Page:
Although much of consumption behavior is prompted by the pursuit of happiness, enduring happiness remains elusive, since happiness is destined to adaptation. Our research identifies a novel yet simple method of slowing hedonic adaptation from consumption activities: reducing specificity of the happiness goal. We propose that in the realm of happiness, contrary to findings from other domains, having a general (e.g., feeling good) versus a specific (e.g., excitement) emotional goal might hold the key to more enduring happiness. One lab experiment and a longitudinal study demonstrate general (vs. specific) goals expand the breadth of emotions experienced from consumption activities, which in turn impact the top-of-mind awareness of the consumption target over time; higher top-of-mind awareness of the target allows one to continue to derive happiness from it. Importantly, the happiness advantage of general emotional goals strengthens over time. Given a significant tendency by consumers to pursue specific happiness goals (as three pilot studies reveal), a simple change in the way they formulate their happiness goals could be consequential for consumer wellbeing.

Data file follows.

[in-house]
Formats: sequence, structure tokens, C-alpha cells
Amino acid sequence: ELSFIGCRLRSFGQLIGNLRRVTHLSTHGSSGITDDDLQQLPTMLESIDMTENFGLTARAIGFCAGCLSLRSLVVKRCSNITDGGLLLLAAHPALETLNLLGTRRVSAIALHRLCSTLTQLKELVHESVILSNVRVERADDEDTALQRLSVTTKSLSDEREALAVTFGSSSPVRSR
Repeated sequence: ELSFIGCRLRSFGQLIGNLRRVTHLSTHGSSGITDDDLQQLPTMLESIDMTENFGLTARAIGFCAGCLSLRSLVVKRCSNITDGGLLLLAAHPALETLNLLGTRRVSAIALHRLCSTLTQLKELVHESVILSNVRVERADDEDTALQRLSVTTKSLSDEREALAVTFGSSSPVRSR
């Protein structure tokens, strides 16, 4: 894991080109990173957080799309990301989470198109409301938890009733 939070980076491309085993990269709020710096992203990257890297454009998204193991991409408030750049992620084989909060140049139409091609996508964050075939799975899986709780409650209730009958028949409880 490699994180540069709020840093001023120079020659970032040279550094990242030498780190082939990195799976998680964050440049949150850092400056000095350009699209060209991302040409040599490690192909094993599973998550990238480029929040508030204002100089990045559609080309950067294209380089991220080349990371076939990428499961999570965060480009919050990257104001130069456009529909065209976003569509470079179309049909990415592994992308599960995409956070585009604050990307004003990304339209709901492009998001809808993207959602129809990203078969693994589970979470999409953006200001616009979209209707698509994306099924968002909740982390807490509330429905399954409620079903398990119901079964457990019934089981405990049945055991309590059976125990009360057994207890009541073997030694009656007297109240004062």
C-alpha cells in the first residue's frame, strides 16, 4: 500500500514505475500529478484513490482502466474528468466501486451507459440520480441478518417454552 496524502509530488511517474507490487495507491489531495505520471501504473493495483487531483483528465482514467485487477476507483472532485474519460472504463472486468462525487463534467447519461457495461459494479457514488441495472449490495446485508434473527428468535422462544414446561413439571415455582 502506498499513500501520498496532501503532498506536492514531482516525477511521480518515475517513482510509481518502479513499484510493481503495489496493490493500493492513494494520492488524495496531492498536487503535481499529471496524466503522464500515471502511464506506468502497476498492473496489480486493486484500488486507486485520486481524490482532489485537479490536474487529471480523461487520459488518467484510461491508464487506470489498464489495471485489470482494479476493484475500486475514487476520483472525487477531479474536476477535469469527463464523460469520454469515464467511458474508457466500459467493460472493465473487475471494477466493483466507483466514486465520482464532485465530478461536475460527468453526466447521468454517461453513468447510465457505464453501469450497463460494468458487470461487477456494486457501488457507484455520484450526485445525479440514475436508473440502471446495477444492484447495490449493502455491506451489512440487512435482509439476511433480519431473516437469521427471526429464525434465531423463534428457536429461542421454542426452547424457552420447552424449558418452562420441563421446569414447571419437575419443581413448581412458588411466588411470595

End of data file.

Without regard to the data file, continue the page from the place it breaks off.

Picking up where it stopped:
- Affect and emotion
- Goals and motivation
- Transformative consumer research